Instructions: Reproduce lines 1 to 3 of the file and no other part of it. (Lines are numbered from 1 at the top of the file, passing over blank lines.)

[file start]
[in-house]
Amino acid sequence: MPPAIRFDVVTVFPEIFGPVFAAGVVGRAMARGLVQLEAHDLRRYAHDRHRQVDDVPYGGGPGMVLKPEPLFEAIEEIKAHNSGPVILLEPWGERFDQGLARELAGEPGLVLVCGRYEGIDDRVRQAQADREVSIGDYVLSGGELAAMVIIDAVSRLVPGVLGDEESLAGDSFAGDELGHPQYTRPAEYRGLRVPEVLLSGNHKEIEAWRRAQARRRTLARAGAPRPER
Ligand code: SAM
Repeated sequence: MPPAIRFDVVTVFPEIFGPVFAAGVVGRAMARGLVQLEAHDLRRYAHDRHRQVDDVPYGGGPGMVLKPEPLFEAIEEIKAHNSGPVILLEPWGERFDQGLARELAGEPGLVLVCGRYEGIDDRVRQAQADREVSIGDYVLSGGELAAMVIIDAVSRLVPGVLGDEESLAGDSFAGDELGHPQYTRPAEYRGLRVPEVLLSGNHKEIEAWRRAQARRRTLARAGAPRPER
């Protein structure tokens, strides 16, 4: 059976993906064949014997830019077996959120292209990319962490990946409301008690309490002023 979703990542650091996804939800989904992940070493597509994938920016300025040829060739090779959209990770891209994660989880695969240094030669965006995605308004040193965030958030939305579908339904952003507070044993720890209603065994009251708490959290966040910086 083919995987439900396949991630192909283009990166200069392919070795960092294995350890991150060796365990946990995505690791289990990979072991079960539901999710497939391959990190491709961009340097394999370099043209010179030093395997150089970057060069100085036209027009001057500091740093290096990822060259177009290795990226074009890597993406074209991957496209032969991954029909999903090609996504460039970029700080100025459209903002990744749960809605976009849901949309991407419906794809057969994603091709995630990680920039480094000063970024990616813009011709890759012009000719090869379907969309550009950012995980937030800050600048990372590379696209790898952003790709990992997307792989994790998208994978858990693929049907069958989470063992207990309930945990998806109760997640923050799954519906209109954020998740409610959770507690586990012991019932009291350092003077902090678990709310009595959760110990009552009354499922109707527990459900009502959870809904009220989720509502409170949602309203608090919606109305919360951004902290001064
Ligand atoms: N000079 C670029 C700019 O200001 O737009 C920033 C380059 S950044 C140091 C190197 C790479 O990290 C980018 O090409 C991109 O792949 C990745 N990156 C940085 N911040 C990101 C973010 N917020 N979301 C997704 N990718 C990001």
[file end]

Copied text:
[in-house]
Amino acid sequence: MPPAIRFDVVTVFPEIFGPVFAAGVVGRAMARGLVQLEAHDLRRYAHDRHRQVDDVPYGGGPGMVLKPEPLFEAIEEIKAHNSGPVILLEPWGERFDQGLARELAGEPGLVLVCGRYEGIDDRVRQAQADREVSIGDYVLSGGELAAMVIIDAVSRLVPGVLGDEESLAGDSFAGDELGHPQYTRPAEYRGLRVPEVLLSGNHKEIEAWRRAQARRRTLARAGAPRPER
Ligand code: SAM